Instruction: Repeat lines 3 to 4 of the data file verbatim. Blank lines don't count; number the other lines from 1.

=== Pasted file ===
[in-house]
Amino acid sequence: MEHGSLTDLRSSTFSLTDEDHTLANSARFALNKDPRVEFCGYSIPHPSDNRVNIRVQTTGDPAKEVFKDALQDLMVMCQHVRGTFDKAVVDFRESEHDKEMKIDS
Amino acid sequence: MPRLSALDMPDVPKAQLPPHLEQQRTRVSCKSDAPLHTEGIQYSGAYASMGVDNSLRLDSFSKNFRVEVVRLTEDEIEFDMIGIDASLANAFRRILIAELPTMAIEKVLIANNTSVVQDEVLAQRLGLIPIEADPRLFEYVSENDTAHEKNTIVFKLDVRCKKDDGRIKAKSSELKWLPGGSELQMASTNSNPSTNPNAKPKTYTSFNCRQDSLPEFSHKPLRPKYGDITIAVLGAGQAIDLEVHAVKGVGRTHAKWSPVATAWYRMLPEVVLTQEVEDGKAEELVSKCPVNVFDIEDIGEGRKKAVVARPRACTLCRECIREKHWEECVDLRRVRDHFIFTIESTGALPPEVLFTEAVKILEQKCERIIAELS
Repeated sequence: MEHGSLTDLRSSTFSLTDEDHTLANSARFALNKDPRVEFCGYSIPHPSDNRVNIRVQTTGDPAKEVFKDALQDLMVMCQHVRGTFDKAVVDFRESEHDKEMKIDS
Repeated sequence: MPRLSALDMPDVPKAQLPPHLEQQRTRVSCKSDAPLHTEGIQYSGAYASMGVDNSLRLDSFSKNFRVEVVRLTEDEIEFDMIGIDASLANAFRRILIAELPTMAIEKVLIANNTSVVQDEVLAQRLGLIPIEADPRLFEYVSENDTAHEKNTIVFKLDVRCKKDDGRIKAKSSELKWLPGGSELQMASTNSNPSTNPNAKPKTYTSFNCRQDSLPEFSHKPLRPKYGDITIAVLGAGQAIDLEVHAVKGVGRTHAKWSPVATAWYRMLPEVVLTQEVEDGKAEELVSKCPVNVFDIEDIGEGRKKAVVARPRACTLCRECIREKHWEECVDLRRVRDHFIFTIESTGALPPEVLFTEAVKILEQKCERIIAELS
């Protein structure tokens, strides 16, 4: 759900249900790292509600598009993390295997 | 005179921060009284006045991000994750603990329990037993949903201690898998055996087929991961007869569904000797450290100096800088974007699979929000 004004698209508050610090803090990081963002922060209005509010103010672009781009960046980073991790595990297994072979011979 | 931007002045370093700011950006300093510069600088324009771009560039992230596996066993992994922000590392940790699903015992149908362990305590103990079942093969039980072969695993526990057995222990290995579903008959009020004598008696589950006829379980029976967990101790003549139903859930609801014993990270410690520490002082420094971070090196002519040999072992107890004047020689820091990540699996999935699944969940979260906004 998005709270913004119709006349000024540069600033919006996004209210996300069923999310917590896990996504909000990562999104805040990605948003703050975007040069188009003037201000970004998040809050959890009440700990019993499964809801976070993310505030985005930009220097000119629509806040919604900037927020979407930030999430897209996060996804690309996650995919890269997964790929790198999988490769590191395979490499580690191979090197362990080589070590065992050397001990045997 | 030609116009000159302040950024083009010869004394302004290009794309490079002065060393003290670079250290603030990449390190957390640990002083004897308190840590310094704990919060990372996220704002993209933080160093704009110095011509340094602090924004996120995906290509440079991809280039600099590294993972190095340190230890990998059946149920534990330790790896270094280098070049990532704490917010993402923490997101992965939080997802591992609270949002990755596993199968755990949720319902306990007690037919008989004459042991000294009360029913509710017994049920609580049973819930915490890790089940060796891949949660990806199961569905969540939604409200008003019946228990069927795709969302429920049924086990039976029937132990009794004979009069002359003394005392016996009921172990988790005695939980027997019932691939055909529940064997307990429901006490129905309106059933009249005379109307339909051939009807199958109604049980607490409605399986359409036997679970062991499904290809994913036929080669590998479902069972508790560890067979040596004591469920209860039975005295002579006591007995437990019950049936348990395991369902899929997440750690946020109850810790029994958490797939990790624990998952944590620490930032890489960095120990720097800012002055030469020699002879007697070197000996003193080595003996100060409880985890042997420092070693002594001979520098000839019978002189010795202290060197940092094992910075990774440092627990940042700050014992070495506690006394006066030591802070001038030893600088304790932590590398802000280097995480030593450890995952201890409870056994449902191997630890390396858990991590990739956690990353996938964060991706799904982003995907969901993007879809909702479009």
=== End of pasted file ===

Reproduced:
Amino acid sequence: MPRLSALDMPDVPKAQLPPHLEQQRTRVSCKSDAPLHTEGIQYSGAYASMGVDNSLRLDSFSKNFRVEVVRLTEDEIEFDMIGIDASLANAFRRILIAELPTMAIEKVLIANNTSVVQDEVLAQRLGLIPIEADPRLFEYVSENDTAHEKNTIVFKLDVRCKKDDGRIKAKSSELKWLPGGSELQMASTNSNPSTNPNAKPKTYTSFNCRQDSLPEFSHKPLRPKYGDITIAVLGAGQAIDLEVHAVKGVGRTHAKWSPVATAWYRMLPEVVLTQEVEDGKAEELVSKCPVNVFDIEDIGEGRKKAVVARPRACTLCRECIREKHWEECVDLRRVRDHFIFTIESTGALPPEVLFTEAVKILEQKCERIIAELS
Repeated sequence: MEHGSLTDLRSSTFSLTDEDHTLANSARFALNKDPRVEFCGYSIPHPSDNRVNIRVQTTGDPAKEVFKDALQDLMVMCQHVRGTFDKAVVDFRESEHDKEMKIDS